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Electromagnetic Compatibility Characterization of a BAe Stirling-Cycle Cryocooler for Space Application

  • Dean L. Johnson
  • Ronald G. RossJr.
Part of the Advances in Cryogenic Engineering book series (ACRE, volume 37)

Abstract

The intended use of Stirling-cycle cryocoolers to cool infrared and submilli-meter imaging instruments on 5- to 10-year missions brings with it major challenges to cryocooler development. In particular, the voice-coil driven cryocoolers need to be electromagnetically compatible with the host instrument’s detectors as well as with neighboring instruments; specifically the cryocoolers must not generate levels of interference that degrade performance or cause malfunction of the cooled imaging detectors, payload instruments, or host spacecraft.

To support the design and successful operation of NASA space instruments, the Jet Propulsion Laboratory (JPL) has an ongoing extensive cryocooler characterization, test and analysis program to identify cryocoolers capable of meeting the stringent requirements. The characterization activity focuses on sensitive performance measuring techniques for quantification of thermal performance, vibration, electromagnetic compatibility (EMC), and life-limiting reliability degradation mechanisms. This paper describes the EMC measurements of a British Aerospace (BAe) 80-K Stirling-cycle cooler. The measurements, performed in the JPL EMC test facility, include DC magnetic field characterization, radiated magnetic and electric field emissions, and conducted emissions on the internal lines between the cooler electronics and the cooler. The measurements conform to both the MIL-STD-461C specifications as well as to the specifications for the NASA Earth Observing System (Eos).

Keywords

Electromagnetic Compatibility Cryogenic Engineer Magnetic Field Level Payload Instrument Bulkhead Plate 
These keywords were added by machine and not by the authors. This process is experimental and the keywords may be updated as the learning algorithm improves.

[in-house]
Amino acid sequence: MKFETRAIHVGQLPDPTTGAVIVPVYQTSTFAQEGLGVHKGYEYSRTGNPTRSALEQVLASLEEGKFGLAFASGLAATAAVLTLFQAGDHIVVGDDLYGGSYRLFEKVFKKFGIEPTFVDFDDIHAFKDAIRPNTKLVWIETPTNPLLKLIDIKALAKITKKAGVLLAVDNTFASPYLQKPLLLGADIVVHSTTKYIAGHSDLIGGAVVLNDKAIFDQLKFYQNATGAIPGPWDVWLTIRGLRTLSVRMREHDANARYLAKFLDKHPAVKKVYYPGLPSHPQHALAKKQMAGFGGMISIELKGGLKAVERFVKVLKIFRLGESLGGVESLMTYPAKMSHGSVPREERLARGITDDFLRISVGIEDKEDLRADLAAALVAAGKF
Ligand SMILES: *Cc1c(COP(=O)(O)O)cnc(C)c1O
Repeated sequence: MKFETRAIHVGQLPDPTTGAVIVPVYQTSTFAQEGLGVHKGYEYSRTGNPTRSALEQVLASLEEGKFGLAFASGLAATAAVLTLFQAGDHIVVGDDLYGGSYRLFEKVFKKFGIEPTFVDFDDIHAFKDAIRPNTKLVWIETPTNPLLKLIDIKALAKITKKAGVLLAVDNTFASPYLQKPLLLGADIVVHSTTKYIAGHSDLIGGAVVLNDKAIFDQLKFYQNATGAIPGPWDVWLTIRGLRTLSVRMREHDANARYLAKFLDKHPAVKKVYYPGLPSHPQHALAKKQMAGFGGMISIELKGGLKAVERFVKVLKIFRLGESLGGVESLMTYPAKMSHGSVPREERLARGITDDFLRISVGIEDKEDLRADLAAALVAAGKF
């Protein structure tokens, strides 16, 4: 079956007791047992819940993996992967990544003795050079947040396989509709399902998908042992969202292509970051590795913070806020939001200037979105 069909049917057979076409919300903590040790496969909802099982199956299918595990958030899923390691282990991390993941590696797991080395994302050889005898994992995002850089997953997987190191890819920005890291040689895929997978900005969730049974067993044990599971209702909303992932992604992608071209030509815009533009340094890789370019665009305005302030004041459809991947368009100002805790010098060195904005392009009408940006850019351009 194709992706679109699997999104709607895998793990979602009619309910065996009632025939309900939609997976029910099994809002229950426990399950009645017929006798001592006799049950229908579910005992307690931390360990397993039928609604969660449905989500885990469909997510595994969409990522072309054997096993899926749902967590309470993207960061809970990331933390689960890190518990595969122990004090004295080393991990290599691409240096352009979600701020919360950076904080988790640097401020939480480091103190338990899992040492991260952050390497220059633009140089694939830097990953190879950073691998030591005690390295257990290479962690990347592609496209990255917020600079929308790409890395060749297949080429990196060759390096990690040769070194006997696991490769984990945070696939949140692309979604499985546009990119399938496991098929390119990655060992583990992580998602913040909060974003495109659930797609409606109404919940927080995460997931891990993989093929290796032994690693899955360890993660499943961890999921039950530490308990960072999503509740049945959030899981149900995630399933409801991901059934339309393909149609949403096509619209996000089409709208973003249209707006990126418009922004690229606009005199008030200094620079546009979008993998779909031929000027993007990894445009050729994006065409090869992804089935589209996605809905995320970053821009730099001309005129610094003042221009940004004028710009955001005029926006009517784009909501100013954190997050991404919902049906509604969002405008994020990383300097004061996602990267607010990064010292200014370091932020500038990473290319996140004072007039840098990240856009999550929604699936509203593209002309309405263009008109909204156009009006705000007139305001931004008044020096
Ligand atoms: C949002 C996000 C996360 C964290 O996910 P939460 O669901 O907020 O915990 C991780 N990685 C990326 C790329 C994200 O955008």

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References

  1. 1.
    R. G. Ross, Jr., D. L. Johnson and R. S. Sugimura, “Characterization of Miniature Stirling-cycle Cryocoolers for Space Aapplication”, Proceedings of the 6th Intl. Cryocooler Conf., Plymouth. MA DTRC-91/002, David Taylor Research Center (1991), pp. 27-38.Google Scholar
  2. 2.
    R. G. Ross, Jr., D.L. Johnson, and V. Kotsubo, “Vibration Characterization and Control of Miniature Stirling-cycle Cryocoolers for Space Application”, presented at the 1991 Cryogenic Engineering Conference, Huntsville, AL, June 11–14, 1991.Google Scholar
  3. 3.
    V. Kotsubo, R.G. Ross, Jr. and D.L. Johnson, “Thermal Performance Characterization of Miniature Stirling-cycle Cryocoolers for Space Application”, presented at the 1991 Cryogenic Engineering Conference, Huntsville, AL, June 11–14, 1991.Google Scholar
  4. 4.
    Electromagnetic Emission and Susceptibility Requirements for the Control of Electromagnetic Interference, MIL-STT)-461C, Department of Defense, Washington, DC (1986).Google Scholar
  5. 5.
    General Instrument Interface Specification for the Eos Observatory, (UID101) CAGE No. 49671, GE Aerospace, Princeton, New Jersey, October 12, 1990.Google Scholar
  6. 6.
    D. R. J. White and M. Mardiguian, EMI Control Methodology and Procedures. 4th Ed., Interference Control Technologies, Don White Consultants Inc., Gainsville, Virginia (1985), pp. 6.6-6.12.Google Scholar

Copyright information

© Springer Science+Business Media New York 1992

Authors and Affiliations

  • Dean L. Johnson
    • 1
  • Ronald G. RossJr.
    • 1
  1. 1.Jet Propulsion LaboratoryCalifornia Institute of TechnologyPasadenaUSA

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